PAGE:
Today, the AAP officially declared that “there are clear medical benefits to circumcision,” citing many of the previously debunked studies popular with those who promote the procedure. It comes as a major setback to those who’d been happy to see rates of infant circumcision drop from 80% in the 1980s to a nationwide low of 54.7% in 2010.
Now questions will be raised regarding what effect this recommendation will have – not just on the difficult choice parents have to make when they have children, but also on who picks up the tab for performing circumcision. Infant circumcision is a billion dollar business in America; and pro-circumcision lobbyists were frustrated that more and more states were dropping coverage of infant circumcision from Medicaid.
Marty Ellington, chairman of the Department of Pediatrics at Lenox Hill Hospital in New York, issued a statement in which he hoped that “the trend towards state Medicaid programs not covering circumcision will be reversed,” which those amongst the anti-circumcision lobby believe reveals where the real motivation for the AAP’s ruling stems from.
After all, circumcision is worth hundreds of thousands of dollars to hospitals each year, adding a neat little boost to their bottom line each time an infant is snipped. This is a good reason why hospitals might recommend the procedure, and why doctors are frustrated that the taxpayer isn’t picking up the tab When parents have to pay for the procedure out-of-pocket, many of them choose not to.
In addition, companies who make the Mogen Clamp, Plastibell and Gomco clamp (the three tools most commonly used to perform circumcision) might have an interest promoting the “health benefits” of circumcision in order to keep their sales flowing.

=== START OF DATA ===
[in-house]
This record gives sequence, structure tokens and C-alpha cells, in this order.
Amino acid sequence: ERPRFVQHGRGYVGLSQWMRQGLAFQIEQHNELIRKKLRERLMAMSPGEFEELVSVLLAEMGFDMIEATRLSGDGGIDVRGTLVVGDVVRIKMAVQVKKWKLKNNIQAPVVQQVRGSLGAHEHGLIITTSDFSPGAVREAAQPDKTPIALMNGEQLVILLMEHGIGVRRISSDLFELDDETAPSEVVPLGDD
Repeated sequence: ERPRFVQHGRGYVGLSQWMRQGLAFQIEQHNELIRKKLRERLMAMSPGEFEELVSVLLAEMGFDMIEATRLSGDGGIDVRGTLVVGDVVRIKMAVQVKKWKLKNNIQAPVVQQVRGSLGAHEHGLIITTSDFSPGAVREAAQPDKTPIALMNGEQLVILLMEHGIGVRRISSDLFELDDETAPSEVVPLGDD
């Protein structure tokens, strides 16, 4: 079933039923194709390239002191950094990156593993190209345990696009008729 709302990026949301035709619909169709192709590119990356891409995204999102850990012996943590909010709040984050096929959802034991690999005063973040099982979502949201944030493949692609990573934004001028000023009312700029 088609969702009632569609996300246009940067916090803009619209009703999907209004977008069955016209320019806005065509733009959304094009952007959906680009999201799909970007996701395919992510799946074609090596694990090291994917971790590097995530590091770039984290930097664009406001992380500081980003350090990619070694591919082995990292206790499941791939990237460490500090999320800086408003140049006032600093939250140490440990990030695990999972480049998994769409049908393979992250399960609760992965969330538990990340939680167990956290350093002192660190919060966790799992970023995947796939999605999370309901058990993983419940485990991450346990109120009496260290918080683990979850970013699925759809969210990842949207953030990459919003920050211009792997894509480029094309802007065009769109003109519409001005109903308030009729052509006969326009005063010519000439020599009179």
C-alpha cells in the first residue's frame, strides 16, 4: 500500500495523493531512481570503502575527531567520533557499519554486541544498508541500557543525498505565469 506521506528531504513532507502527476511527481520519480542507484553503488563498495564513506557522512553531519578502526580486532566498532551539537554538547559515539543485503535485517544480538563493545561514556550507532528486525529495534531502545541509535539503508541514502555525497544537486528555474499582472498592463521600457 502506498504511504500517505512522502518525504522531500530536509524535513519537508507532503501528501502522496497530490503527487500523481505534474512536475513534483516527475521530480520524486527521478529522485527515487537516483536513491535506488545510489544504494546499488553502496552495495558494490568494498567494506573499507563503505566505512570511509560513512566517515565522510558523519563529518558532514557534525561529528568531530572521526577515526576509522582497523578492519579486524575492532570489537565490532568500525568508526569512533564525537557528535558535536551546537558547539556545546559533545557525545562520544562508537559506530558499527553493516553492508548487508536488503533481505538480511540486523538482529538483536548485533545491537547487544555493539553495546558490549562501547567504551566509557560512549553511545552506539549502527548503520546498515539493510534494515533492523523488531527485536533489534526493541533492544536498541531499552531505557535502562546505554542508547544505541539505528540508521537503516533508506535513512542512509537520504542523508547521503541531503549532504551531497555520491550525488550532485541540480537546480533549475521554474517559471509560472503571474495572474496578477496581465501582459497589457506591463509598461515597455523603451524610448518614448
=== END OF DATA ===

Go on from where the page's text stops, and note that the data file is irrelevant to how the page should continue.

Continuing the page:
There’s simply so much money involved in promoting circumcision that the ruling itself is being seen as dubious by a great many people – especially since it flies in the face of another AAP standard:
On their website, the American Academy of Pediatrics attacks the barbaric practice of Female Genital Mutilation by declaring they oppose “any medically unnecessary procedure that alters the genitalia of female infants, girls, and adolescents.”
But what is male infant circumcision if not exactly that? Why is one form of “genital alteration” acceptable, but another not? Doesn’t the Fourteenth Amendment of the U.S. Constitution promise “equal protection under the law”? Apparently not if you’re a boy.
Other criticisms of this ruling include trashing the supposed “health benefits” of circumcision; including the dubious claim that it reduces risk of HIV transmission. Compare HIV rates in Europe (where circumcision is rare) to America (where it is common) and you’ll see circumcision does NOTHING to protect against infection. In fact, American rates of HIV infection are GREATER than in Europe, South America and most of Asia – all places where circumcision is NOT routinely practiced.
“Based on comparisons between the US and Europe, you will not find any sources, studies or numbers that show that circumcision is beneficial,” wrote one opponent of circumcision on Yahoo! “I don't think any studies have been done comparing the two regions, because most of the folks these doing studies want to prove that circumcision is beneficial, and they know that the numbers prove the opposite.”
What do you think about the American Academy of Pediatrics’ ruling? Fair and balanced? Or an example of how corrupt our health care system has become?